On the road with VW Beetle 1.2 TSI

By ARIS ZARIL | 27 February 2015

When it comes to distinctive automobile shapes, few are as iconic as the Volkswagen Beetle.

I have always been fond of the Beetle, my first car was a classic 1970 original.

The ‘people’s car-turned-modern icon’, now in the second-generation of its contemporary form, dubbed simply as ‘The Beetle’, still continues to be one of the most recognisable cars in existence.


We were given a chance to roll with the 1.2 TSI Beetle recently, and while the average petrol head would most likely mention the 1.4 TSI or range-topping 2.0 TSI variants, one can’t help but wonder how the entry level variant performs.

Unless you are a car enthusiast, there is little to differentiate the car from its higher-spec siblings externally.

However, the shape simply screams “Beetle” and there is no mistaking it for anything else.


The latest incarnation of the car loses some of its curves in favour of some edgier styling, sharper shapes and more conventional lines.

Many people I know find it appealing and more ‘masculine’ (a mini-Porsche if you’d like), but in my opinion the car seemed to have lost some of it’s ‘special-ness’ that made the New Beetle such a ground-breaking head-turner.

Don’t get me wrong though, it is still quite a looker, and in side profile it even mimics the classic Beetle silhouette.


The “Sport” trim our test car was equipped with does bring some neat extras, like bi-xenon headlamps with neat DRLs that were previously reserved for the range topping 2.0 TSI.

Being entry-level, there are not any fancy wings or sunroofs, but less is sometimes more, and The Beetle looks pleasant with a clean look.

Over inside, Volkswagen certainly did their homework and brought along a lot of nostalgia to their interior.

The dashboard reminds me so much of my old car, with the upward-opening upper glove box, body-colored dash pad and even the centre console and air-conditioning vents are shaped to look like the classic’s speakers and audio head-unit.


Door panels have mouldings that are body-colored too, to echo the exposed-frame doors of yesteryear.

Grab handles are a throwback to the ones in the original, and even the twin-tone steering wheel is unabashedly retro.

An interesting feature on the doors are flexible straps which can hold drink bottles – a simple but effective solution to a door that is truly rather thick.

Panels and switchgear feel premium, while fit and finish is typical Volkswagen, meaning very, very solid and built to last.


Also included is an infotainment system with Bluetooth, CD/MP3/WMA capability and eight speakers.

The Sport trim adds on dial-zone climate control as well as cruise control.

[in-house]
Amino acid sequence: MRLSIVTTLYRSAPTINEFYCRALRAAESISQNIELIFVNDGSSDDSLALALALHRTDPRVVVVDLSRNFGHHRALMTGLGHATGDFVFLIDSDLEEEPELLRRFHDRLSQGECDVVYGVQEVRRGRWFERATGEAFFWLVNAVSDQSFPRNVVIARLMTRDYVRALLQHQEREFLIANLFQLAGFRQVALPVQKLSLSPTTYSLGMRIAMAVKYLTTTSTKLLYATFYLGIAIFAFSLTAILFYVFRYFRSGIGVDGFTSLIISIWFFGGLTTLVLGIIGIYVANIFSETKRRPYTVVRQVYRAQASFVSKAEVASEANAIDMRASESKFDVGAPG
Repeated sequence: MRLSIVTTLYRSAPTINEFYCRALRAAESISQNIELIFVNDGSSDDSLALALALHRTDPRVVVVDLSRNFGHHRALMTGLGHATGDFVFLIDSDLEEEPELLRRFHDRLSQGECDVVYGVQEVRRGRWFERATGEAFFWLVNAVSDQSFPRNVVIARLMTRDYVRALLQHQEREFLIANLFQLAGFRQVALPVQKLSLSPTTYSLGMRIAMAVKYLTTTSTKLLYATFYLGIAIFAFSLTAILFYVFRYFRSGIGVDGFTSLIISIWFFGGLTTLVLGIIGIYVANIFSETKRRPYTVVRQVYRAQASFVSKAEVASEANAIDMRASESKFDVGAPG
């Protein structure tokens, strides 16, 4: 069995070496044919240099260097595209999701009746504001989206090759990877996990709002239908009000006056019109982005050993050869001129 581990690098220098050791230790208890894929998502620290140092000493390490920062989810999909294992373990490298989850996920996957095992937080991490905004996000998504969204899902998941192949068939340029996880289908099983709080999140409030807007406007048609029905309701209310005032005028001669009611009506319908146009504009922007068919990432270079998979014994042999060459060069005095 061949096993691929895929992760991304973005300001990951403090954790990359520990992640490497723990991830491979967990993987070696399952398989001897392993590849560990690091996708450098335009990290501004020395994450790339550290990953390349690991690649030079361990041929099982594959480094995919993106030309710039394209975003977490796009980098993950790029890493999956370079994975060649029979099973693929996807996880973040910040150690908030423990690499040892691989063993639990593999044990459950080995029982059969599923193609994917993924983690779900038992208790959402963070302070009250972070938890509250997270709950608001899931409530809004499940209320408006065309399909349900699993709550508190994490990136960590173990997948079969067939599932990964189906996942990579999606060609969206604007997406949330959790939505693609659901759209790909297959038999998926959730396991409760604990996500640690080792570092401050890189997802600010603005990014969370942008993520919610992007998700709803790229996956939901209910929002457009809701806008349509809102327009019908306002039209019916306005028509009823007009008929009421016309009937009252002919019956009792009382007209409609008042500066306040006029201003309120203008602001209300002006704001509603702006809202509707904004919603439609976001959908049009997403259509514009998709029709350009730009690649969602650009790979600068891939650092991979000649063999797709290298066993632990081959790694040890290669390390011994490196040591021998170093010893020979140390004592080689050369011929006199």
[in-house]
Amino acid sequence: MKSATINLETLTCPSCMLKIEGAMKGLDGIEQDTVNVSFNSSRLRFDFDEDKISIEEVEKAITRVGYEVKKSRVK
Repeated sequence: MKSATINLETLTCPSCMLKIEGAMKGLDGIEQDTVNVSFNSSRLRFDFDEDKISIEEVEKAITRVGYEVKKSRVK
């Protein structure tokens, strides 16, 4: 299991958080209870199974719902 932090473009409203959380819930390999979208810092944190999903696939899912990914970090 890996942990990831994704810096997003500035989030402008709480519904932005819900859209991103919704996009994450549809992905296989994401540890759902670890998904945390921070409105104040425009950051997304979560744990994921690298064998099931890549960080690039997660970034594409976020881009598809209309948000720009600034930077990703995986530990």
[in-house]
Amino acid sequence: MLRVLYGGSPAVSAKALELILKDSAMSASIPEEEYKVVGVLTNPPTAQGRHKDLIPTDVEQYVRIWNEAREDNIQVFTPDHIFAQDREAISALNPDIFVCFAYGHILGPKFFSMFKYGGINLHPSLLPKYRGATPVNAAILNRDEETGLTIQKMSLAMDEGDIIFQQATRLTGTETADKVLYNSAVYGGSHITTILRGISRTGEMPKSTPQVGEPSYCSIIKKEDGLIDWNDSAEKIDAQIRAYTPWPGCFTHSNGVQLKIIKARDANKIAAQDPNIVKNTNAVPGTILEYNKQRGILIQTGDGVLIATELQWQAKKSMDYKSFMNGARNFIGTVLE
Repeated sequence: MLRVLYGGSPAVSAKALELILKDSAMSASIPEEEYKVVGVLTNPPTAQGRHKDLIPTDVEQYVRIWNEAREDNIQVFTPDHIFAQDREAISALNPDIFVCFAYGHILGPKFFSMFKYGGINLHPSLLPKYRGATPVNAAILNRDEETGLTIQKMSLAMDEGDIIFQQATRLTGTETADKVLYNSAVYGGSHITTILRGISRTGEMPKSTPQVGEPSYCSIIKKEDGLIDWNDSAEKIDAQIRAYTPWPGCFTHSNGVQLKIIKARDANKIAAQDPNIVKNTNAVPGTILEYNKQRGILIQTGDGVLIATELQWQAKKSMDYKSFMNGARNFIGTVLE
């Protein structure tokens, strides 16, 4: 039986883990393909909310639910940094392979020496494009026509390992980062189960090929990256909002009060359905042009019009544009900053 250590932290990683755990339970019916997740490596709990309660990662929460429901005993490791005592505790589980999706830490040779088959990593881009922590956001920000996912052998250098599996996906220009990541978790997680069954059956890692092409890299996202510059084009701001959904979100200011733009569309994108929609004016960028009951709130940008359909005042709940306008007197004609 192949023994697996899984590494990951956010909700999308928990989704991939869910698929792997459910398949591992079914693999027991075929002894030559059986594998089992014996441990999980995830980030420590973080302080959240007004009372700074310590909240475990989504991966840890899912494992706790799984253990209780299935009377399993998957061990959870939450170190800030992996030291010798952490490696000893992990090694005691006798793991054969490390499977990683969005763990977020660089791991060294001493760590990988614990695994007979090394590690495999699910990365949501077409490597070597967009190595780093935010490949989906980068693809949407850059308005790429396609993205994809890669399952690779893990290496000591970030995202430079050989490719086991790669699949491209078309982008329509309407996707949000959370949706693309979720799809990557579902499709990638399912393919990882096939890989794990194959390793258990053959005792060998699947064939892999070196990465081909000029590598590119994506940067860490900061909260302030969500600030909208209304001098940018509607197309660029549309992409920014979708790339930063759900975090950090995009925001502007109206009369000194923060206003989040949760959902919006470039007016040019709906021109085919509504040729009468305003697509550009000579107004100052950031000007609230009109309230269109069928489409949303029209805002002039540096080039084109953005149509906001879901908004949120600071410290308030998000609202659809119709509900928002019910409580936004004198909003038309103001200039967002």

The equipped leather seats are well-bolstered and offer good comfort and support.

Rear room is rather tight though, and strictly for two – unless you are a hobbit with a bum of steel.


However, the seats are well-contoured and should give sufficient support for smaller occupants.

Boot space is rather huge, but due to the sloping silhouette of the Beetle, it is a little shallower than an average hatchback.

Rear seats fold down to create more space if you need any though.

Driving the Beetle is thankfully as good as the car looks. Many would be asking, “is the 1.2L engine sufficient?”

In a word, yes – the almost 105bhp turbocharged engine is zippy when it needs to, and really smooth when you want to cruise.


The ride is a little firm, and you might feel some of the bumps that are littered over our roads.

The 7-speed Direct Shift Gearbox (DSG) is smooth and precise, and the Beetle drives pretty much like how the Golf does, which is hardly surprising given that the two cars share the same platform - push the car hard and it responds accordingly.

For a more exciting ride, shift to ‘Sport’ mode and let the fun start.

While it is more than likely able to take the bends with ease, there is just something unnerving about doing so – perhaps the airiness from the car’s bulbous roof creates the illusion of driving a taller car than it actually is.

Nevertheless, its unlikely that most Beetle drivers would be driving the car to such extremes often, as the car is better suited being a fancy cruiser you’d take on long highway drives or doing rounds along happening spots in the city.

As for the Beetle 1.2TSI being an entry level variant, I believe it makes perfect sense as a car, and you won’t feel short-changed at all, as it’s pretty complete (especially with Sport trim) and performs rather well.

Seems the legend shall continue to live on.




CarSifu's Rating: 7.4